In this paper I reflected on managing my emotions during a study I conducted of the police in Brussels which consisted mainly in observation. Emotions became problematic because on the one hand, I tried to restrict my observer’s role and did not wish to intervene in the work of those I observed. On the other hand, within my family, friends, or colleagues the issue of police practices sparked emotionally tense discussions because of negative experiences some of them had had with the police. How could I maintain a distance from all the emotion “in” the field and “out” of the field? How could I manage this uncomfortable situation? This paper is based on material from an observation carried out between October 2010 and November 2011 in the context of my doctoral thesis: Police Officers and Youth: the Social Organization of Interactions in Public Space. This paper will not address questions about police officers because the focus is my research experience while remaining relatively involved in my daily social life as a young mixed-race woman in her thirties. I realized that fieldwork consists in a learning-by-doing process and that I had to abandon my confidence in the positivistic ideal of the rational and distant observer who has a full control over herself in the situation under study. The researcher’s challenge is to use her emotions knowingly.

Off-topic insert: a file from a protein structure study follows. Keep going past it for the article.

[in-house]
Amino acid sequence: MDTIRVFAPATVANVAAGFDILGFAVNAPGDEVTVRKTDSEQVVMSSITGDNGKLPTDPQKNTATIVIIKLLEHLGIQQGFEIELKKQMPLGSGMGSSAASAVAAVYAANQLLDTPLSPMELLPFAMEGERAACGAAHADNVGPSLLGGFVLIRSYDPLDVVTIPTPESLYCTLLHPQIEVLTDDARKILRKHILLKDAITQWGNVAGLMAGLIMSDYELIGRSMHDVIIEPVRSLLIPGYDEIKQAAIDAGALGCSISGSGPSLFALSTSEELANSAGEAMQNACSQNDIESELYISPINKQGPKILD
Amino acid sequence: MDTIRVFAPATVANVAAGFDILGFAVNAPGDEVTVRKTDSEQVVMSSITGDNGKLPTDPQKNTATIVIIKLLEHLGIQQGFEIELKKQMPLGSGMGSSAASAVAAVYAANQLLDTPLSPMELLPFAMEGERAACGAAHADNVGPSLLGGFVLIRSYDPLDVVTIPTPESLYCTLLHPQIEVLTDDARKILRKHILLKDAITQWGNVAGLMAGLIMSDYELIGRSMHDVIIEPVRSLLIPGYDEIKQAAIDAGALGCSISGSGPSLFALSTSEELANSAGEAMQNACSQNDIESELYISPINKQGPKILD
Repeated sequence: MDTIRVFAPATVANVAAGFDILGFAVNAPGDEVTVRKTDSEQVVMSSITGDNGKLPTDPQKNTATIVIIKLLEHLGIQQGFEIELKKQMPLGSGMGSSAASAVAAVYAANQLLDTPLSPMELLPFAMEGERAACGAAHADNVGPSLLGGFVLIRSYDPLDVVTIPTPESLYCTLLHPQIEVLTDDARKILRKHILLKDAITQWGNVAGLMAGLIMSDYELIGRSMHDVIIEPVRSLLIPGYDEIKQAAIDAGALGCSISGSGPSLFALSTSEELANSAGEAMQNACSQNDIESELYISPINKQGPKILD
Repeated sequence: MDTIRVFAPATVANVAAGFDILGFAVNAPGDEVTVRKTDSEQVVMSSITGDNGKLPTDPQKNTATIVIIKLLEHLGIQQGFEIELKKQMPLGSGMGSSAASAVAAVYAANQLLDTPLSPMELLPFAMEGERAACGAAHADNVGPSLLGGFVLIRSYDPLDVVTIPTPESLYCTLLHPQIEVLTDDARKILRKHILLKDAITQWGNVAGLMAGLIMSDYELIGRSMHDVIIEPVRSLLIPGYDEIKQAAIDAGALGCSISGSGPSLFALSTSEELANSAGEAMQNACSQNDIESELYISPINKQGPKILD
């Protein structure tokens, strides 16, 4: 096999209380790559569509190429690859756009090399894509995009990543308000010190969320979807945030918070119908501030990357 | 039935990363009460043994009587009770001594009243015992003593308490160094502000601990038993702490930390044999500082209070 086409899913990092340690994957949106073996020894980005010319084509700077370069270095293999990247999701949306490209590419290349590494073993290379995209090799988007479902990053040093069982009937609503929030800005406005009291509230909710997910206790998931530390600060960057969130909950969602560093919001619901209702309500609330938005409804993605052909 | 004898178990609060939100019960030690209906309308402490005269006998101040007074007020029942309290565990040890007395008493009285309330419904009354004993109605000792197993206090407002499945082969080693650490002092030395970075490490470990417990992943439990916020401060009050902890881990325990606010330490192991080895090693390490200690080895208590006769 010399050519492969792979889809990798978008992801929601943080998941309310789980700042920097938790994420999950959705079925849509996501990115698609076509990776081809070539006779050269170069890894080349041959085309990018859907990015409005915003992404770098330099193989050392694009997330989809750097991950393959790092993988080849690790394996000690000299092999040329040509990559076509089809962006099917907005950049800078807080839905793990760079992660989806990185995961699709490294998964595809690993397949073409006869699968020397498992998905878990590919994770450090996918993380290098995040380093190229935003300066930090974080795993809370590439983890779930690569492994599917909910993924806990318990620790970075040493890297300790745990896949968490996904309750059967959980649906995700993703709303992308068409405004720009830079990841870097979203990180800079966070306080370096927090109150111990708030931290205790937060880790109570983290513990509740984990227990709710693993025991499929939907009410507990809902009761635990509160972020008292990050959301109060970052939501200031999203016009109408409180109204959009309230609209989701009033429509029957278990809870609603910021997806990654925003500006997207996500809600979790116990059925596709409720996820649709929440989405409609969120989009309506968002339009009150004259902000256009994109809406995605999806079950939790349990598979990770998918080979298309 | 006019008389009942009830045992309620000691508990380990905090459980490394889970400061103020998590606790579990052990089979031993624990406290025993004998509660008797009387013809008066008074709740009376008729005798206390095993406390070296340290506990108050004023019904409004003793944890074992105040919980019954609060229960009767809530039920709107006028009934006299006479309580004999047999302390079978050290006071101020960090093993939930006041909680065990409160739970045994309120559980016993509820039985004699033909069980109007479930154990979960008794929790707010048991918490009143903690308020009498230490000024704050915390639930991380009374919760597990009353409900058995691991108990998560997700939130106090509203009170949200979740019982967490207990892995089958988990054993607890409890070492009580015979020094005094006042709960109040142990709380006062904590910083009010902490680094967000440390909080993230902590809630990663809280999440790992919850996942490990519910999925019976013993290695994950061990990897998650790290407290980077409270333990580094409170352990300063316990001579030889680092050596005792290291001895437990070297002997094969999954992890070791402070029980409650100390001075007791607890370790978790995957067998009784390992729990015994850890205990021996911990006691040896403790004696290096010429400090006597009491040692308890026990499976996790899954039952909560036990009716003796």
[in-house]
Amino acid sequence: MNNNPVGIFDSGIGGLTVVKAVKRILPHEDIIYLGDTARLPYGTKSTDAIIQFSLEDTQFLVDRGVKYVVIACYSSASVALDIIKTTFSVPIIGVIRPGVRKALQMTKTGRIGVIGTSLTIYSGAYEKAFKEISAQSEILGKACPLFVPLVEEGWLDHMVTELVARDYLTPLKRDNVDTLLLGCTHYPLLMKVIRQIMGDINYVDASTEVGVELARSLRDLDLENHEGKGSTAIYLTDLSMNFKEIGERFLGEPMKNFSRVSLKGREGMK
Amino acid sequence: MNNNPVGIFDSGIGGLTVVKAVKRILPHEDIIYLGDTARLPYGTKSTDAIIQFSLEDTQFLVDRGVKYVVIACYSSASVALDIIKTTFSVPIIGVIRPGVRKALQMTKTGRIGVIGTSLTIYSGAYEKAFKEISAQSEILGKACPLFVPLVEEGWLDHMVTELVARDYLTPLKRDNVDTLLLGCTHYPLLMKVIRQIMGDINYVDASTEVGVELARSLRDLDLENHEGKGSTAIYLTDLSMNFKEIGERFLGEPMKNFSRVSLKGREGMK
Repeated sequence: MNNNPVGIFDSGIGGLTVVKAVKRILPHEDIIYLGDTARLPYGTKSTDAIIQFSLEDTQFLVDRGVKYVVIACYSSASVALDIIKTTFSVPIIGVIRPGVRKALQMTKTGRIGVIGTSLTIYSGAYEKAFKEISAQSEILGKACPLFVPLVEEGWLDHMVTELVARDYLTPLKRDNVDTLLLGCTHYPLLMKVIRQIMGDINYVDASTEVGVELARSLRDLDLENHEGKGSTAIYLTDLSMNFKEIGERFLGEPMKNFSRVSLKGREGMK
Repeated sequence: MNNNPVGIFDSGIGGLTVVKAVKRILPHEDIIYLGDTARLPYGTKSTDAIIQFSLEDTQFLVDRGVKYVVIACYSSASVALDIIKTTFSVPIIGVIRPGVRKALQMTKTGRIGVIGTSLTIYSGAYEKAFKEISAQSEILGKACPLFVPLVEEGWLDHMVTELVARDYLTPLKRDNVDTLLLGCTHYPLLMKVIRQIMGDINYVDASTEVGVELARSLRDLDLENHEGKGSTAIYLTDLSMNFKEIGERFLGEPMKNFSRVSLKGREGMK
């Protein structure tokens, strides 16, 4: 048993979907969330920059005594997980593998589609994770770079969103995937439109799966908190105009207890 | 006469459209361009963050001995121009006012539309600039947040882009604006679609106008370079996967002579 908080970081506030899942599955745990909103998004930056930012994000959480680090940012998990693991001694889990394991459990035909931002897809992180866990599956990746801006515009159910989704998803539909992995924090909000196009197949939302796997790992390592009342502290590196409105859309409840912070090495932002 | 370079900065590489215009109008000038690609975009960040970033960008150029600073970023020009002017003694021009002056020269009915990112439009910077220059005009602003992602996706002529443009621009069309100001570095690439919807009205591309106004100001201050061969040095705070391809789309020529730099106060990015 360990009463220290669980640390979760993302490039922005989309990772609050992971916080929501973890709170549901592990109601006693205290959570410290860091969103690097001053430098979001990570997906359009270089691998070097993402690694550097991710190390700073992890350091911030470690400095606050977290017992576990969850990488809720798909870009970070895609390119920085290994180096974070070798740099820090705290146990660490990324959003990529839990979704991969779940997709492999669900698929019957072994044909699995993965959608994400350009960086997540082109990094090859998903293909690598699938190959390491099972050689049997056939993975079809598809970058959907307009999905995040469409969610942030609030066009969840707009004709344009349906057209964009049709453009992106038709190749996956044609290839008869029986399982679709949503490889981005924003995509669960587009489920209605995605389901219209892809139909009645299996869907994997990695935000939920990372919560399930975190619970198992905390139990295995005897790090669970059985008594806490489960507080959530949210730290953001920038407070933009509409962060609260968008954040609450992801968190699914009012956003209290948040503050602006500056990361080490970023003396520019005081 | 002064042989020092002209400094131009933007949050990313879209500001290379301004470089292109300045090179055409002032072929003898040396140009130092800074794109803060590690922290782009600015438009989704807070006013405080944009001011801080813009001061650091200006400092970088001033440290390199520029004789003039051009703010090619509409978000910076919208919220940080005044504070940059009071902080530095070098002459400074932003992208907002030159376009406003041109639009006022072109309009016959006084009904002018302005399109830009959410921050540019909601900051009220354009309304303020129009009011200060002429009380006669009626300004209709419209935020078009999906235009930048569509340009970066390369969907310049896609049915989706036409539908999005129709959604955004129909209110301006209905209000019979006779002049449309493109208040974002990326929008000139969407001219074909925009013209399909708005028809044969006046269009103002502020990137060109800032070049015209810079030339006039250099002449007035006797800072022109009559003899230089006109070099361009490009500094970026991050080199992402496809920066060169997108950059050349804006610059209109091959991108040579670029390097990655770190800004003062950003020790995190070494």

De Man, C. (2015), "An Observation Situation: When the Researcher’s Scenes Interact", Contributions from European Symbolic Interactionists: Reflections on Methods (Studies in Symbolic Interaction, Vol. 44), Emerald Group Publishing Limited, Bingley, pp. 43-60. https://doi.org/10.1108/S0163-239620150000044004
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